As we’ve discussed in previous readings, the integration of technology, in this case social media, and the classroom carries many benefits for students if handled correctly by the educator. Twitter in particular is an interesting medium for use in the classroom as it’s more limited than other social media platforms given it’s character limit. As someone that has never really used twitter before, I’m still not sure of how exactly one can effectively use it within the classroom. None of the ideas given in Twitter for Academia really stood out to me; to me, they all seemed a bit too good to be true or would, at least on the surface, have little to no advantages over other sorts of social media. Twitter seems like an inadequate platform for consistent use within the classroom, of course it can have a place as simply a public sharing medium – which is a use that can also be satisfied using something like Facebook or other social media. Though, something that twitter can do for students, particularly those intending to work in public history or history education, is that it trains you to be able to briefly get your point across and do it in an effective way.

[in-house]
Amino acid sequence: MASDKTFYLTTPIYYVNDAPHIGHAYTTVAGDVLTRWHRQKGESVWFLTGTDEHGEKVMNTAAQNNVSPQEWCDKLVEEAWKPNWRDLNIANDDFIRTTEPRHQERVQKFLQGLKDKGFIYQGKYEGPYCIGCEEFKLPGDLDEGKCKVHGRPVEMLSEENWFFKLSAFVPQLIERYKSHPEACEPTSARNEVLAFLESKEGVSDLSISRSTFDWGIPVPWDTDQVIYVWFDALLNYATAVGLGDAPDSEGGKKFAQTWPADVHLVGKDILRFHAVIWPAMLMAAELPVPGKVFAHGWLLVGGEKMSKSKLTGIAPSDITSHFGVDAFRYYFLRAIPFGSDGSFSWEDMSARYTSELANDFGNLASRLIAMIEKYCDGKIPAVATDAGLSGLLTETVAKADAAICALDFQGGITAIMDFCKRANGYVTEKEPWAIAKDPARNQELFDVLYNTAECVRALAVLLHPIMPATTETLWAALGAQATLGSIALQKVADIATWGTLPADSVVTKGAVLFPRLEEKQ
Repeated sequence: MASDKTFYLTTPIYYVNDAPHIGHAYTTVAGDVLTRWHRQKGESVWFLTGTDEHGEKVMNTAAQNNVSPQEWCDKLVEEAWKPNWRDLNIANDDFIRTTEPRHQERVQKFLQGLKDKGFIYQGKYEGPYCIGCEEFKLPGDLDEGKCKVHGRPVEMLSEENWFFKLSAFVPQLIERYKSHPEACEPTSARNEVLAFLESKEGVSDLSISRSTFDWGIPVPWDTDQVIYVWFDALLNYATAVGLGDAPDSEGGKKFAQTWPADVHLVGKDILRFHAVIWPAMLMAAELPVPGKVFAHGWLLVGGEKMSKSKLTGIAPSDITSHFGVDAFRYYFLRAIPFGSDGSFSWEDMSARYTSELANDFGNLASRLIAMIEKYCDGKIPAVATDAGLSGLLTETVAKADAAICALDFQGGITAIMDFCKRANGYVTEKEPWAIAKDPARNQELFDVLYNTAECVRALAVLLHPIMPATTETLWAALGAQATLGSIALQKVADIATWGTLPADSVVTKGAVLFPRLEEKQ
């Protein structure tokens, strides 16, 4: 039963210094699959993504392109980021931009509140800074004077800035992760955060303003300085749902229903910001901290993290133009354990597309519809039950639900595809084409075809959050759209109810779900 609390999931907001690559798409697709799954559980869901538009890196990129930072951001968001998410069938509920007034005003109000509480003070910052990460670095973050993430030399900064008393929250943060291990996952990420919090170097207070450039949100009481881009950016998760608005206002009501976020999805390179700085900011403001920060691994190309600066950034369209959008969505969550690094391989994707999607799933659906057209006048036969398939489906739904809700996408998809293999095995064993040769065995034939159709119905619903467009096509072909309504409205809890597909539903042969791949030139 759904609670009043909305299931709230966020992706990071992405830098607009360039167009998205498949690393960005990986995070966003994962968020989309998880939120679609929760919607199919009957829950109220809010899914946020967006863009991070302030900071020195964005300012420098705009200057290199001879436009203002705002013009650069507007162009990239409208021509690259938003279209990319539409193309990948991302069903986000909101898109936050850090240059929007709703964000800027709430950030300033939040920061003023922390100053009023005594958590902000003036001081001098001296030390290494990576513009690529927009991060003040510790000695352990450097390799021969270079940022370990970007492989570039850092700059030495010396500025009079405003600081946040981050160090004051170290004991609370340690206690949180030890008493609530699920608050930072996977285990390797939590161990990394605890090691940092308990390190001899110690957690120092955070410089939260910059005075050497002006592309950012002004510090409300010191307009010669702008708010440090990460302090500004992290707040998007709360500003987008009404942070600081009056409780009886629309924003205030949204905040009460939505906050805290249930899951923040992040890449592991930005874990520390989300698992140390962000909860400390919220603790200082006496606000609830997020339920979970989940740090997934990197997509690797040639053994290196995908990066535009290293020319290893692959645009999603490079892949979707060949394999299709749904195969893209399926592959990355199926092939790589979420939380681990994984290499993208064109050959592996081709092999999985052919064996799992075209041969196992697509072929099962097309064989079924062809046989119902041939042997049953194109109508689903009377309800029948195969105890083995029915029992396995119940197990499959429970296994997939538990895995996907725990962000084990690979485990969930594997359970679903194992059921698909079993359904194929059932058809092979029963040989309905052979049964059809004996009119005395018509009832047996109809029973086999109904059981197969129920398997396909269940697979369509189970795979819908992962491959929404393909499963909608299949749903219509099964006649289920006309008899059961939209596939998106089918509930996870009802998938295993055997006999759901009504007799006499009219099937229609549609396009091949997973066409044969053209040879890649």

For teachers, however, Twitter may be a more effective tool than for students. As already noted, to me, Twitter’s main use would be as a brief public sharing hub with the ability to connect individuals from across long distances. Where this ability to connect individuals may be lost on many students who’d only primarily connect with individuals within a set group rather than exploring and including potential strangers that may have something to add to their conversation. Teachers, on the other hand, should always be looking to improve their methods and connecting with other teachers would be a great way to go about doing this – especially for new teachers who may need help adjusting to life within the classroom. Stepping Through the Looking Glass: Twitter for Educators echos a similar opinion that Twitter is a good medium for teachers to connect and exchange ideas.